Depressed Democrats, but not Hochul, point fingers at New York party chair

Seth Wenig/AP Photo

SAN JUAN, Puerto Rico — Gov. Kathy Hochul is backing the longtime chair of the state party even as many New York Democrats are shuddering at Tuesday’s elections results.

Hochul, who won her reelection bid against GOP Rep. Lee Zeldin by single-digits, declined on Thursday to broadly analyze some regional losses and her own narrow victory in terms of state Democratic party performance. And she has no intention of replacing chair Jay Jacobs, she told reporters in San Juan for the annual SOMOS conference.

“All I look at after my team’s played on a Sunday is who’s in the win column and who’s in the loss column, and I’m really proud and humbled to be able to represent the people of this state,” Hochul said. “I think he [Jacobs] did a great job as chair, and he continues as chair. We’re not changing anything.”

But as the state party begins to soul search in the aftermath of a year that saw the loss of three House seats, a perilously close gubernatorial challenge and a threat to the supermajority in the state Senate, its members say a logical step would be to reevaluate Jacobs’ role.

Even though the entire party needs to take a hard look in the mirror, “there's a singular importance to the individual at the helm,” Brooklyn Democratic Sen. Zellnor Myrie said.

“My question is, by what measure are we holding up Jay Jacobs or any leader of the party?” he said in the San Juan Embassy Suites hotel lobby. “Is it your win-loss record? Because it's not looking great there. Is it the amount of resources we poured into tough races? Well, in southern Brooklyn, we had nothing from the state party or the local party. So it's not that.”

He added: “So what is the role of the party if not to win elections, and to build a base? So I think it's important for us to discuss whether or not that is the right individual to be carrying this forward.”

Others say Hochul’s support of Jacobs comes off as tone deaf and is inconsistent with promises to transform the state on other policy, procedural and ethical levels.

“Everyone is relieved that the governor won, and we’ve maintained our legislative majorities, lessened though they may be,” said Democratic strategist Jon Reinish. “But to appear to embrace a status quo that had glaring failures that have left New York Democrats reeling doesn’t meet the moment. Look, we’re being compared to Florida Democrats. And that’s … not great. We need to assess every failure and fix each one, whatever that means.”

Jacobs has been party chair since former Gov. Andrew Cuomo asked him to return in 2019 after holding the job from 2009 to 2012. He was easily reelected for another two-year term in September.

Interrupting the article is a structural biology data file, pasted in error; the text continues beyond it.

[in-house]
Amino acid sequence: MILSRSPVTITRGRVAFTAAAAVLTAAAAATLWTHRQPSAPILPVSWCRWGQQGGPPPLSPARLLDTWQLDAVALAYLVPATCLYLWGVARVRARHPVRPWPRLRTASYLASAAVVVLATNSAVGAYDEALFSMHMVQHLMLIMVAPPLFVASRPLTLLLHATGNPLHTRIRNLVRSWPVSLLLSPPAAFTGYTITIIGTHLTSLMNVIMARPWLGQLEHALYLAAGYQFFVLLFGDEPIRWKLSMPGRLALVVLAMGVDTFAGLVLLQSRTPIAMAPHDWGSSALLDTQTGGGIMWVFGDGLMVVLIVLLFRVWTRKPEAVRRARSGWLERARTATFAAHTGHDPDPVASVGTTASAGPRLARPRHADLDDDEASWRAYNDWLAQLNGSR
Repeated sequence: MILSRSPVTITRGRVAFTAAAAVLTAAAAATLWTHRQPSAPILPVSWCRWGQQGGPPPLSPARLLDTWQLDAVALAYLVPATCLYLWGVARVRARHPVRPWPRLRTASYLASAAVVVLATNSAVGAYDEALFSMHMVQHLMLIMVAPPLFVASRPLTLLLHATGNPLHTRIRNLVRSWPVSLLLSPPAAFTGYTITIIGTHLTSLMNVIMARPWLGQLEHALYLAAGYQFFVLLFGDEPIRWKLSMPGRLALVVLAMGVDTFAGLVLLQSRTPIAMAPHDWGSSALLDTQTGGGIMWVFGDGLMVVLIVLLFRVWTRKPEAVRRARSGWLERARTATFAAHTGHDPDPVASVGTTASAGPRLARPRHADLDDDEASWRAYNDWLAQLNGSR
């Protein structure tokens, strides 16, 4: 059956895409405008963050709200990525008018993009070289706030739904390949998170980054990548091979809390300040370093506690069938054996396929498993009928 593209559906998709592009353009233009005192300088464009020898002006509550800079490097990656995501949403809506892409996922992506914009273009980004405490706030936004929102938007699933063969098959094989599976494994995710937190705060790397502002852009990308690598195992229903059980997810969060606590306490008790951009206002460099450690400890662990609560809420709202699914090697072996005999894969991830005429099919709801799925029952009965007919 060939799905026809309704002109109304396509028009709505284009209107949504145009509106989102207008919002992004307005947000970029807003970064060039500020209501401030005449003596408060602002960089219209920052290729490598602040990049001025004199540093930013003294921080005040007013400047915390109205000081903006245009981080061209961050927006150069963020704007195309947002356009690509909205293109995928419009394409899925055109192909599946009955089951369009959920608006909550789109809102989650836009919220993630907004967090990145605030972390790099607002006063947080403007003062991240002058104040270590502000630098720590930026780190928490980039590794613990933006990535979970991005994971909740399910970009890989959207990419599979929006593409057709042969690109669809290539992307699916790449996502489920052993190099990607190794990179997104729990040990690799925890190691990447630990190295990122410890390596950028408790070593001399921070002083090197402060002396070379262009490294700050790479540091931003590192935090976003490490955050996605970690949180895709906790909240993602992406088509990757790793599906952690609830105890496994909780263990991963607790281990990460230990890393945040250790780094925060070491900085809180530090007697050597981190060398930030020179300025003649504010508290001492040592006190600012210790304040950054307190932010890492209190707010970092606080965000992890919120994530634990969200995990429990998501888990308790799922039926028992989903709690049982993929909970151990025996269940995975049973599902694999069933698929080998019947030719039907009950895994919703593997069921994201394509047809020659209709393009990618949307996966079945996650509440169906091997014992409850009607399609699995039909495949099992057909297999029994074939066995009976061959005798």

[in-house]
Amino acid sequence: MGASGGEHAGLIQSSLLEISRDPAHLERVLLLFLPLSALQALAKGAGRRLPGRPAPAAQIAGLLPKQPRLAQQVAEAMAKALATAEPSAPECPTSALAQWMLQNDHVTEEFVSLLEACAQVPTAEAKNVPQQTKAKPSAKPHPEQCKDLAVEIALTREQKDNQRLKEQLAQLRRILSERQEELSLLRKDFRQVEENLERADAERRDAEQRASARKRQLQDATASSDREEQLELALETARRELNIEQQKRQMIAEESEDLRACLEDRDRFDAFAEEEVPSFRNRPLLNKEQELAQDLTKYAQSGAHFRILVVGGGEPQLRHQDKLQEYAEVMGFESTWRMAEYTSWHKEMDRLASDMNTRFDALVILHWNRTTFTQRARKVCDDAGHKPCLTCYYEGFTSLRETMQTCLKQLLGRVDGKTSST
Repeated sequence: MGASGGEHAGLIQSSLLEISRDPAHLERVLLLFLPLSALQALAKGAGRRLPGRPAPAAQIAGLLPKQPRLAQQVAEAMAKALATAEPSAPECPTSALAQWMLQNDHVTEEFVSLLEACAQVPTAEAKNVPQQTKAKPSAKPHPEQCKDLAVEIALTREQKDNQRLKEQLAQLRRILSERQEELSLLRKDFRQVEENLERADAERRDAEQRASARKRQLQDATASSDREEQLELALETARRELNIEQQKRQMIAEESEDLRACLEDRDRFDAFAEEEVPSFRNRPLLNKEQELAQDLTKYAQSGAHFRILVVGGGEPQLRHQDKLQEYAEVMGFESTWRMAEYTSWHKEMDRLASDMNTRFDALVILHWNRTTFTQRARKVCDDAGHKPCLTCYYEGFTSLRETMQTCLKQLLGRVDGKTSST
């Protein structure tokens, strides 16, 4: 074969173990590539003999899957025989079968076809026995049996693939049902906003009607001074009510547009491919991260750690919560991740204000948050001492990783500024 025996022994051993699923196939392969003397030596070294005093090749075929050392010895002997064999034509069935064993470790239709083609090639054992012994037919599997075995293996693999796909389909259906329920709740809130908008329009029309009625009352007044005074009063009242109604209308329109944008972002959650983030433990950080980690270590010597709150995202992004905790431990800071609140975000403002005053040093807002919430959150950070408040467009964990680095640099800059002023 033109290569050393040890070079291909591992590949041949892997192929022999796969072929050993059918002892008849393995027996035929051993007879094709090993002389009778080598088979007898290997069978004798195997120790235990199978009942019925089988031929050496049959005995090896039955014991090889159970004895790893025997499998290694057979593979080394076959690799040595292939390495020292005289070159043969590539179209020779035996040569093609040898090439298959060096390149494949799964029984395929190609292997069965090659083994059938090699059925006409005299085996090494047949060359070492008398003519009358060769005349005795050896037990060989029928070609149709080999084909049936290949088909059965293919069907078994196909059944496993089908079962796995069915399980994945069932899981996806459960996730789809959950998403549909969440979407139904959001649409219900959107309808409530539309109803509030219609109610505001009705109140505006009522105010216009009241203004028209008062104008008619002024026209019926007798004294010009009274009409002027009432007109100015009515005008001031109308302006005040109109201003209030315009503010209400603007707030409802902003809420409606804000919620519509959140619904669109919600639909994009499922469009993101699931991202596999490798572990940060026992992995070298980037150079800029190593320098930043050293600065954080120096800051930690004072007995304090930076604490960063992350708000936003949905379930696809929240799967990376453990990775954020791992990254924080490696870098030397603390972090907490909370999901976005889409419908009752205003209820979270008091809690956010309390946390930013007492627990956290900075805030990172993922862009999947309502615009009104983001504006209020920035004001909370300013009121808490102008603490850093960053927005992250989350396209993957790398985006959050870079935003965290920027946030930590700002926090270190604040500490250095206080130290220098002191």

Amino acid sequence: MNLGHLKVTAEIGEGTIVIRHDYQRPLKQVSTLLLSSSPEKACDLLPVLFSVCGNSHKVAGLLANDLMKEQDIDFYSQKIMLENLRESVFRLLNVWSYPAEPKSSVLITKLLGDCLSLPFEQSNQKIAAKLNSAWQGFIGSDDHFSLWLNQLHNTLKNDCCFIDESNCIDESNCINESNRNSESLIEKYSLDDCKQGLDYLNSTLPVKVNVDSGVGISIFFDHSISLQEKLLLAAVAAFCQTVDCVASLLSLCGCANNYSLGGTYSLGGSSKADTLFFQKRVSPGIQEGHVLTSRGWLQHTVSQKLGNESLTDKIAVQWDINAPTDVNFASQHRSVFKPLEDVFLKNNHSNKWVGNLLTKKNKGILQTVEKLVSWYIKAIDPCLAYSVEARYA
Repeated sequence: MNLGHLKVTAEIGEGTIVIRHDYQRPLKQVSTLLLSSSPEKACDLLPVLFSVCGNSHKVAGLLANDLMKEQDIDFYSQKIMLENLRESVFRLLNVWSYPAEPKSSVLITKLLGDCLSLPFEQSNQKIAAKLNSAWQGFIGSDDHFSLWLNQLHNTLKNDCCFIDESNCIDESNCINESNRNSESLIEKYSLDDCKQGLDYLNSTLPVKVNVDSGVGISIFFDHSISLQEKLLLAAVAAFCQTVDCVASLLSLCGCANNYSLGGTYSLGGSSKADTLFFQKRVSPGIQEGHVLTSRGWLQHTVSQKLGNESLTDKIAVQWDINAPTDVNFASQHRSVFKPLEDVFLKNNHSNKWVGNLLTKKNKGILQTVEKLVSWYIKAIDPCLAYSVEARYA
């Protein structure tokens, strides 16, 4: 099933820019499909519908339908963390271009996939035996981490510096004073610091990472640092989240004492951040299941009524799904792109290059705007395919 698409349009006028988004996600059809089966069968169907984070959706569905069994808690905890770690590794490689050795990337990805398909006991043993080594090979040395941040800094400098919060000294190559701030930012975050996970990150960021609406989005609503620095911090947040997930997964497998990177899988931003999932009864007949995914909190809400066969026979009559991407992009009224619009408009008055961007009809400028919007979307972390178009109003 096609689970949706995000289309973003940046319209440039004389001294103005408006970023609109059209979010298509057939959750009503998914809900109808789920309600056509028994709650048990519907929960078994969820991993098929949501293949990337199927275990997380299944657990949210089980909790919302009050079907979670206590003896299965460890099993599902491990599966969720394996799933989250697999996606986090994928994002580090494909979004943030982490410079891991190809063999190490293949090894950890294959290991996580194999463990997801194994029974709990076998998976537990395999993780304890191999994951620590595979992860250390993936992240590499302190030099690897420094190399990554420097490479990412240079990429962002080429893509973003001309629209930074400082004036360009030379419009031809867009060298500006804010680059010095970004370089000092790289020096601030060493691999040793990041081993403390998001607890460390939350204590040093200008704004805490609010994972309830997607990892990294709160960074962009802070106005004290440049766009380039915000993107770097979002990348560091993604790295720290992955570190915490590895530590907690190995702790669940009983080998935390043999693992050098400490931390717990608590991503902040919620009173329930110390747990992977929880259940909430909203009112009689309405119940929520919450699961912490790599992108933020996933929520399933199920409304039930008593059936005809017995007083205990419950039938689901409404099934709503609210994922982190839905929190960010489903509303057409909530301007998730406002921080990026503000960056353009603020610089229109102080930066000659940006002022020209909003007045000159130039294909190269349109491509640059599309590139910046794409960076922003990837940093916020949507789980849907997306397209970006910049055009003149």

Cuomo wielded the state party to his liking during more than a decade in office, and Jacobs was often seen as a willing mouthpiece for his whims before Cuomo resigned amid sexual harassment allegations in August 2021.

That’s been a longtime complaint from those on the left, something Rep. Alexandria Ocasio-Cortez immediately blasted on Twitterthe morning after.

“NYS Dem party leadership, which was gutted under Cuomo, stuffed with lobbyists, works to boost GOP, and failed to pass a basic state ballot measure to protect NY redistricting, must be accountable,” she wrote. “I called for Jay Jacob’s resignation a year ago and I still hold that position.

But Jacobs was ultimately one of the individuals responsible for telling Cuomo it was time to step down, and he worked to rally the party leadership and allies to prepare for Hochul’s ascension.

When reached on Thursday, he brushed off the critiques as an annual blame game, particularly from individuals who aren’t aware of his involvement in tough races or particularly plugged into the state party’s role, he said.

Jacobs, also the Nassau County Democratic chairman, said that the party spent resources turning out the vote in New York City, among minority communities and voters of color, and to ramp up its messaging to counter millions of dollars of outside cash that poured into the governor's race. He said individuals he worked with in tough down-ballot races know the resources he offered.

“These are folks on the far left that do not like me — I don't think it's personal, it isn’t personal. It’s what I stand for, what I say, what I fight for,” he said. “But If you drill right down to who's complaining, many of them are people who didn’t have to work at all that hard in their races. There’s some legitimate people who didn't know what to make of it, and that's OK. And I understand that, but then pick up the phone call and say, ‘What the hell are you doing?’”

Jacobs, long a suburban moderate Democrat, said this year he was prepared. The role doesn’t bring in a salary, and he’d step down if he felt he was not wanted. But that’s not what he’s hearing from moderate politicians, legislative leadership or Hochul, in public or in private, he said.

“If I hadn’t expected it, I think I’d have been dejected,” he said.